It's a sin that a lot of people find hard to grasp. Suppose I see Michael shoplifting. If I confront him directly and privately, tell him I know what he has done and insist that he fix the situation, that is no sin. If I alert the store detective that is no sin either for the store has a legitimate interest in stopping shoplifting and so do I as a consumer. If, however, I tell a bunch of people about it over drinks it is a sin. It makes no nevermind  if I do it to lower Michael's status and raise my own in their eyes or I if do it just because it's fun to gossip. It's a sin. A serious, mortal sin.

And that is where Harry goes wrong. Actually, it's where he goes really wrong. He was already going seriously wrong just by barging into the meeting and blurting out his frustration. He should have had a quiet meeting with Roger, Don or Bert in which he expressed his hopes and frustrations without mentioning Joan at all.

We've seen this before in Mad Men. For example, it is detraction when Peggy's sister goes to a priest and, under the guise of confessing her "concern", tries to lower Peggy in the priest's eyes by telling him about Peggy's pregnancy. Everything she says is true but that doesn't reduce the sin one tiny bit.

It's worth noting that moral self righteousness is always a component of detraction. To commit this sin is to believe in our own moral rightness.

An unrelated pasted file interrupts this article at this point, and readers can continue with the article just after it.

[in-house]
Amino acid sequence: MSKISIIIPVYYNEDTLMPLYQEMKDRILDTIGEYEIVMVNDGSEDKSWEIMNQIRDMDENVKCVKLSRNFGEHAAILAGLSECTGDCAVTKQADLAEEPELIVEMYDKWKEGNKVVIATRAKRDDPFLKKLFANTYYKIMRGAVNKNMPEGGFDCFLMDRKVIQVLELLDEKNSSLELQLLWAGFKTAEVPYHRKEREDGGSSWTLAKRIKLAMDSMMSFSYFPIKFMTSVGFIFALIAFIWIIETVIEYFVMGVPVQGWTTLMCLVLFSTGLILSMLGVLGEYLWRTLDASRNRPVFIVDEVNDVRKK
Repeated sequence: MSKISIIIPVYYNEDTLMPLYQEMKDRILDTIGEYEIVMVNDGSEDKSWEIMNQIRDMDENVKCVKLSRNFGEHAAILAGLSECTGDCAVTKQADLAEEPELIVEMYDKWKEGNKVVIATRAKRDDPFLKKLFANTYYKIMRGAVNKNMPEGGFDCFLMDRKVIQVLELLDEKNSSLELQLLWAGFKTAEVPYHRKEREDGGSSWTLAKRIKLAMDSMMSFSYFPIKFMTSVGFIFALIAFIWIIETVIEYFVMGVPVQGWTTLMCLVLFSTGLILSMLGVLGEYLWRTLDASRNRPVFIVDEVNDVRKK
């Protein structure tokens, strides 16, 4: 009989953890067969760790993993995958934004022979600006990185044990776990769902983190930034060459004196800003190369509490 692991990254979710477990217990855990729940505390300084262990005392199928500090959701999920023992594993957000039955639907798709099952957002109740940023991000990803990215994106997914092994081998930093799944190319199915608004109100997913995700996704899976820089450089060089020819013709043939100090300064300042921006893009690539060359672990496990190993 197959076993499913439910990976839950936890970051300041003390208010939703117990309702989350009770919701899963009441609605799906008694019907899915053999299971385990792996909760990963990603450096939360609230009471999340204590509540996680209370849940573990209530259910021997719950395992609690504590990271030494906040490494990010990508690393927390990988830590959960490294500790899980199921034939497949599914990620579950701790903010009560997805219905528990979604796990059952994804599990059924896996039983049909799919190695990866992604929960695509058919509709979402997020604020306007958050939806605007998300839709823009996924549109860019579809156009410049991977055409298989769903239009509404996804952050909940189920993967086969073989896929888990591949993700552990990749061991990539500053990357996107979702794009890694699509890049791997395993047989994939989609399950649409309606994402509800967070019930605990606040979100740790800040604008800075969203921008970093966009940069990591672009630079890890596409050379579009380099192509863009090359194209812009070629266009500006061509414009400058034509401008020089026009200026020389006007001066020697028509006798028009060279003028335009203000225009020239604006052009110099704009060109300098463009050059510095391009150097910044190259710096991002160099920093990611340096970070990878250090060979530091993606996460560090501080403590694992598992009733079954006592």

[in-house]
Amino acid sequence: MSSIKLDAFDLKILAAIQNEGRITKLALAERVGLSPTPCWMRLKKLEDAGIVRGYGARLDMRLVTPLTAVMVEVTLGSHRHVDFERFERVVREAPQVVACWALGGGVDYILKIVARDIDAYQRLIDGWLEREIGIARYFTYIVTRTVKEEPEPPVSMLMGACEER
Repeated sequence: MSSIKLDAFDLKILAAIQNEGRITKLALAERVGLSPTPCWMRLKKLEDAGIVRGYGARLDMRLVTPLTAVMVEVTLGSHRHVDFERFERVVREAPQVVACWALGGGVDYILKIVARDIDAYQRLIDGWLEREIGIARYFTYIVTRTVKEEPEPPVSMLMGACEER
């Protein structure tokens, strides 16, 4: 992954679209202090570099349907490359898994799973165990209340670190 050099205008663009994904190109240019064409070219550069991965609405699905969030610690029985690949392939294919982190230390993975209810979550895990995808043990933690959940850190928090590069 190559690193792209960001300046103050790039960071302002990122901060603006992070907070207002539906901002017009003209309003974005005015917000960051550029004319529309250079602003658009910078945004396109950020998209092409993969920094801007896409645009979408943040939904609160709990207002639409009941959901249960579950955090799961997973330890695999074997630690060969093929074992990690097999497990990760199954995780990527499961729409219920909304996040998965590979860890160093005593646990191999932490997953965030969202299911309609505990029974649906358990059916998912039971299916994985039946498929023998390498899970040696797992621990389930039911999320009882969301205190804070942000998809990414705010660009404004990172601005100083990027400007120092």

There is a flip side to it all, by the way, and that is that there is a positive requirement as well as a negative prohibition when it comes to honour. I'm morally obliged to protect my own and other people's honour unless there is a very good reason not to. Honour means "high respect" and my caring about the honour of people I don't like is a way of loving them. And I am obliged to love people I don't like. It's not an option.

It applies, as I say, to my own honour and it is worth noting that Joan fails herself badly here. Tom and Lorenzo, whom I quoted above, bring this out nicely in their analysis of Joan's character. They note that Joan is, in many ways, an unpleasant person but that she has always had good sense about preserving her own honour. And that makes her even accepting the Jaguar deal very much out of character.
This, by the way, was why we had such a hard time believing last season that Joan would sleep with a client to get a partnership; not because she was morally opposed to it, but because everyone in the office would know and she’d be exposed in a way she never had before. Remember, people at SCDP still gossip about whether or not she and Roger had an affair, 14 years after it started; 2 years after it produced a baby. She’s good about keeping her cards close to her chest.
I'd add to that that it is also very unlike Joan to be a whore for money. We saw in her dalliance with Roger that Joan had no trouble being a secret whore for the sheer pleasure of being a secret whore. (Note to women: this is what most men want their partner to be: a woman who is willing to let herself go entirely for sexual pleasure without moral qualms when she is with him while being absolutely proper in the self she presents to the rest of the world. Most men don't have a Madonna-whore complex because they want both-and and not either-or as Freud worried.) Roger doesn't get over Joan because she was the perfect example of both-and right up until the Jaguar moment. That is what amde Joan morally superior to Jane Sterling and Megan Calvet, both of who use their sexual connections for personal gain.